One can be inclined to say that magic happens every night on Broadway. Each performance brings the audience into new worlds and is always different than the night before. There is nothing more exciting than seeing a live performance, that is until you add the heighten sensation of watching someone try to wiggle themselves out of a straightjacket suspended high above the stage or shoot an apple off a woman’s head, all to the beat of some funky music and pyrotechnics shooting from the stage. And if that’s your bag, then a night of captivating thrills and pulsating amusement are guaranteed when you step into the Marquis Theater for The Illusionists – Witness the Impossible.
Gone are men in penguin suits and top hats pulling rabbits out of a hat and drawing multi-hued scarves out of their pockets. The Illusionists – Witness the Impossible has all the slickness and pomp of a Las Vegas show, the sounds of hot, pumping dance party and the satisfaction that makes the ticket well worth the price. Most of the tricks performed have been around for decades; however The Illusionists give them a 21st century injection that gives them a fresh appeal.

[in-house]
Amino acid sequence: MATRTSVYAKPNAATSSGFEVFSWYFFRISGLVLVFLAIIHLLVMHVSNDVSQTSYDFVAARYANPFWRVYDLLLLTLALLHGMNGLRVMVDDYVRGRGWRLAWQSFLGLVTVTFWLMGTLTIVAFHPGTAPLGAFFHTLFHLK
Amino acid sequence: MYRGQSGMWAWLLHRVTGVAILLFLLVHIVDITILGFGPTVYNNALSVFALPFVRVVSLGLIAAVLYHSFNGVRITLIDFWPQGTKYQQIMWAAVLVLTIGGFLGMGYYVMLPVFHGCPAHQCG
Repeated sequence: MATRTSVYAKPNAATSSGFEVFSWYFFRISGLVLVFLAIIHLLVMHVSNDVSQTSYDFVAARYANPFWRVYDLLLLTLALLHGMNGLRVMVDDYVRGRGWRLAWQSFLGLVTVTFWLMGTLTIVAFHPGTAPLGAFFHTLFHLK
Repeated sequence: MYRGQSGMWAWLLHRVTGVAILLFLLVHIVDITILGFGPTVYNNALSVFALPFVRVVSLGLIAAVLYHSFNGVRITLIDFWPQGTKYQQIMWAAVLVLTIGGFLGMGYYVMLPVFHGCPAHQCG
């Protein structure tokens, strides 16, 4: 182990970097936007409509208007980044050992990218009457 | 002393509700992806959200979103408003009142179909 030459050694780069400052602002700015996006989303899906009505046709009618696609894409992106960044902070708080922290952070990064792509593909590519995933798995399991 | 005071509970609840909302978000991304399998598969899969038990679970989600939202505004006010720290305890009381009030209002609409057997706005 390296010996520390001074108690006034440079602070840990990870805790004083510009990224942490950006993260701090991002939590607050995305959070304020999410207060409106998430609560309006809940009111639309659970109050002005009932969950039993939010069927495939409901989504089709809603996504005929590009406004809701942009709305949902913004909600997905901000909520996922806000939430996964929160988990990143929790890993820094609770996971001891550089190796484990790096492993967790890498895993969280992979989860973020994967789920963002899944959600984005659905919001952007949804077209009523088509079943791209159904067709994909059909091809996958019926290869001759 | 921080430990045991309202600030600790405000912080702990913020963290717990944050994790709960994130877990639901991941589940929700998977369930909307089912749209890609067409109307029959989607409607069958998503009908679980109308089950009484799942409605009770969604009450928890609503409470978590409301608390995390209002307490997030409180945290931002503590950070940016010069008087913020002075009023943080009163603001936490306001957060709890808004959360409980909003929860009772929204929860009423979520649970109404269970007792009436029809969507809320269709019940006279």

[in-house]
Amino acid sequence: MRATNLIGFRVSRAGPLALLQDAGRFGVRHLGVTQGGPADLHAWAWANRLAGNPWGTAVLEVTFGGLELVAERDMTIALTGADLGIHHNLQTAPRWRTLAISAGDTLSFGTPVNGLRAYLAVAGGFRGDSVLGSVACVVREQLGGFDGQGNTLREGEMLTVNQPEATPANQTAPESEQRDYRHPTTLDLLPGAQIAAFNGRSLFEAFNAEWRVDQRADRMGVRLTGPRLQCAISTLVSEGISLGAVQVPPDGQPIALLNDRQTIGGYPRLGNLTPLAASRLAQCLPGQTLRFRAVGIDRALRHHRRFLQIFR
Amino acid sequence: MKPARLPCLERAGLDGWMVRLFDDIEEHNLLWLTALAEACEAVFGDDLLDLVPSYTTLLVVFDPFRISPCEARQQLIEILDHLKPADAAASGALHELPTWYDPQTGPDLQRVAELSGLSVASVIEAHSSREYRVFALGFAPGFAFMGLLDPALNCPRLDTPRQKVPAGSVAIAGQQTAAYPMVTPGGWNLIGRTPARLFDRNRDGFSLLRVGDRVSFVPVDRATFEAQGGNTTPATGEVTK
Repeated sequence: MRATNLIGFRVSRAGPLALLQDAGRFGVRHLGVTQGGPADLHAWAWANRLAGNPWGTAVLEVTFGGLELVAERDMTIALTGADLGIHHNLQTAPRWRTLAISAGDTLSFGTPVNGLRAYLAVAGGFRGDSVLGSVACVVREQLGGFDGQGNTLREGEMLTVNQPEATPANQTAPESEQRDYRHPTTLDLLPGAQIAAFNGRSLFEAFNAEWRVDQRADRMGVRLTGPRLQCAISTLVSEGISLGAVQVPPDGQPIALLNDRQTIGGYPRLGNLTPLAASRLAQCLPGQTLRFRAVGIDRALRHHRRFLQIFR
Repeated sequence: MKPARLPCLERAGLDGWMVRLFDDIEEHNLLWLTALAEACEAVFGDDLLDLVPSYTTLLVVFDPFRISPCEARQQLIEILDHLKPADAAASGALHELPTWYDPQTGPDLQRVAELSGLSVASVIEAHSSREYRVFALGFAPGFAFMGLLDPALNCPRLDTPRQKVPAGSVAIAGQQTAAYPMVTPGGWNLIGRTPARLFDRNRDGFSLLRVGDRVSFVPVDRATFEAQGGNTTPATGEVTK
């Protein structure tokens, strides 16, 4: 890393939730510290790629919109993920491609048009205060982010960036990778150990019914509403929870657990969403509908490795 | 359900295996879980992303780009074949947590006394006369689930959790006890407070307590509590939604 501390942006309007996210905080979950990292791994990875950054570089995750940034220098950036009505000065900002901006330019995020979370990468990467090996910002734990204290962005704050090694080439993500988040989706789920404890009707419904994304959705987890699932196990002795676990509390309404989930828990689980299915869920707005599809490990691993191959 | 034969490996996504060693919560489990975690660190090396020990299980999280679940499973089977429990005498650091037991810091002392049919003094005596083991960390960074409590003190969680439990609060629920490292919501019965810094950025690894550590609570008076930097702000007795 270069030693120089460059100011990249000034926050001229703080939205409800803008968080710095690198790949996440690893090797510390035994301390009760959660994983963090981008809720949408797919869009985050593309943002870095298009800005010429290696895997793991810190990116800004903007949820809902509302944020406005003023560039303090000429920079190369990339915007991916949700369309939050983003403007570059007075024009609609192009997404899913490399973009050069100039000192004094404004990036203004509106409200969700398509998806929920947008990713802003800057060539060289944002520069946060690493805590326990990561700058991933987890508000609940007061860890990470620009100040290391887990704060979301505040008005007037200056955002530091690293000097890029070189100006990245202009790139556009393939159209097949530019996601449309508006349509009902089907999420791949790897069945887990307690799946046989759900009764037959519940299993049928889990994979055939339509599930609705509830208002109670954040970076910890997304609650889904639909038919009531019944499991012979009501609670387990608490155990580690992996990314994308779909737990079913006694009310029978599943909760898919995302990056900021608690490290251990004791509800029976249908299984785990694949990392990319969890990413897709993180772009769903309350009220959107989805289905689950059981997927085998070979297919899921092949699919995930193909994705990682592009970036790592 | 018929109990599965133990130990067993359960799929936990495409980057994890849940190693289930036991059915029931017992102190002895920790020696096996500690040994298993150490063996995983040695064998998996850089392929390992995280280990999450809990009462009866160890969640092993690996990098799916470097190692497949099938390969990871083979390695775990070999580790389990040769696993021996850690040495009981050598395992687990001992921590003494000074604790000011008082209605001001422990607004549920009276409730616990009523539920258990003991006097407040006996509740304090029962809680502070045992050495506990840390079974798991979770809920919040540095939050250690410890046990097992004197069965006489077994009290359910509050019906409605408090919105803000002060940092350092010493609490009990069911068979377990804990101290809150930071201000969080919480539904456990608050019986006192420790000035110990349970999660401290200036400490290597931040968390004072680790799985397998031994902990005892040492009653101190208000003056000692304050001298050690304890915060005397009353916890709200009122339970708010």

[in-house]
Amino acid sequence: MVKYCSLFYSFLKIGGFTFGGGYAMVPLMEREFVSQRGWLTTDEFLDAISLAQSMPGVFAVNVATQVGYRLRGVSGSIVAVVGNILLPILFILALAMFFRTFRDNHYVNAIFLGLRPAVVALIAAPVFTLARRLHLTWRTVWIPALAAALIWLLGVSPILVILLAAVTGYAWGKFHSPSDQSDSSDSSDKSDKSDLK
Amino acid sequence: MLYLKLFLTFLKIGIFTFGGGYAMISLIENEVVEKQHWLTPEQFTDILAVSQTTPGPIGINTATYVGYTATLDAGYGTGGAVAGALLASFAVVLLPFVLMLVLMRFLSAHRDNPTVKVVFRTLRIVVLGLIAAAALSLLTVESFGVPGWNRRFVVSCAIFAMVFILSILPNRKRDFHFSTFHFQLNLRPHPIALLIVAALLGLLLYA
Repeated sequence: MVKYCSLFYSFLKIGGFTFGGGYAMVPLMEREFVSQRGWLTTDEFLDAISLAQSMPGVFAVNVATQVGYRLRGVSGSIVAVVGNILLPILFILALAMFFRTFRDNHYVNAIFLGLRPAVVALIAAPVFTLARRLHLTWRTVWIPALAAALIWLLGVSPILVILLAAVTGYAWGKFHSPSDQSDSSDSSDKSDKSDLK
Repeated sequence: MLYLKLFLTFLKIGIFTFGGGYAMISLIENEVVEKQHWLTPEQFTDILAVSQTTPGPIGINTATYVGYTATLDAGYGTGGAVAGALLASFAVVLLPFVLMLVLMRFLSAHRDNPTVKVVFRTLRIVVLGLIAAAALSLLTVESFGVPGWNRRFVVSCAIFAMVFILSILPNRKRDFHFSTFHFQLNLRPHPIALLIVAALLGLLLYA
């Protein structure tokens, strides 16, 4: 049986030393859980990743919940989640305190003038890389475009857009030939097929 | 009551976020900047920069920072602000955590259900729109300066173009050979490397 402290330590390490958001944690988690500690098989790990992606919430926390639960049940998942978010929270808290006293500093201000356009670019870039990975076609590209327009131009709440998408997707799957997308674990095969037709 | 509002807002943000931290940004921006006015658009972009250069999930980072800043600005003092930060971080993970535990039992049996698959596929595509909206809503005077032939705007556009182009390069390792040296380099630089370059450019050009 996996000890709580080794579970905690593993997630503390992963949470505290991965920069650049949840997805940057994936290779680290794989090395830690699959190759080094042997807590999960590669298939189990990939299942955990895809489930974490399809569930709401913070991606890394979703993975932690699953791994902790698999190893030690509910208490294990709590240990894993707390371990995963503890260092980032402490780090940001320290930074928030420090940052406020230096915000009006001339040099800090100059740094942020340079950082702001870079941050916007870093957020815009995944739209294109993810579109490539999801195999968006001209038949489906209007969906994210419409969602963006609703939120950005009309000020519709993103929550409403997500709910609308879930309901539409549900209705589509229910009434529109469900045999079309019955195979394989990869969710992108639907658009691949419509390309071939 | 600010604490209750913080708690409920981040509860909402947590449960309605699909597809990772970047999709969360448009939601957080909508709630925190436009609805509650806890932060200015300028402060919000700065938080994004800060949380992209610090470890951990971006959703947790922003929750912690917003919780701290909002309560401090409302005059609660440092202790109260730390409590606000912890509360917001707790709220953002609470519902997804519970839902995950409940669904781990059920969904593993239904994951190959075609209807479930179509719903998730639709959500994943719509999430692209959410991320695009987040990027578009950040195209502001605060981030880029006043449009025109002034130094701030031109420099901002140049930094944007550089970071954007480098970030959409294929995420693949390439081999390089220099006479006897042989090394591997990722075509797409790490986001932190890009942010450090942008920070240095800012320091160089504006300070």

The Illusionists – Witness the Impossible is an ensemble of seven magicians each a specialist in his field. Adam Trent, known as The Futurist, combines dance, comedy and pizzazz to create a routine that is eye-catching and innovative. If Liberace and Ethel Merman had a son, he would probably be Jeff Hobson, The Trickster. He is the epitome of showmanship. His tricks are only rivaled by his wit, which leaves the audience in stitches. Following the legacy of Harry Houdini, Andrew Basso, The Escapologist, death-defying stunts dare to look the grim reaper in the eye and smile. No one can resist the temptation of watching someone put their life on the line on a nightly basis. Dan Sperry creates a cocktail of Goth, wry humor and trickery that is sure to creep you out your seat as The Anti-Conjuror. You will squirm and be mesmerized at the same time. Who doesn’t like a good man sawed in half trick? The Inventor, Kevin James, revamps this old school classic with new school charm. Silent but spectacular Aaron Crow, The Warrior, kicks magical ass. Yu Ho-Jin is called The Manipulator and his moniker couldn’t be more appropriate. If we were in a different century he might be going up before a council for witchcraft that is how convincing he is. His style and approach to performing gives the impression of almost being supernatural, it’s like his tricks are an extension of himself. It is beguiling and beautiful.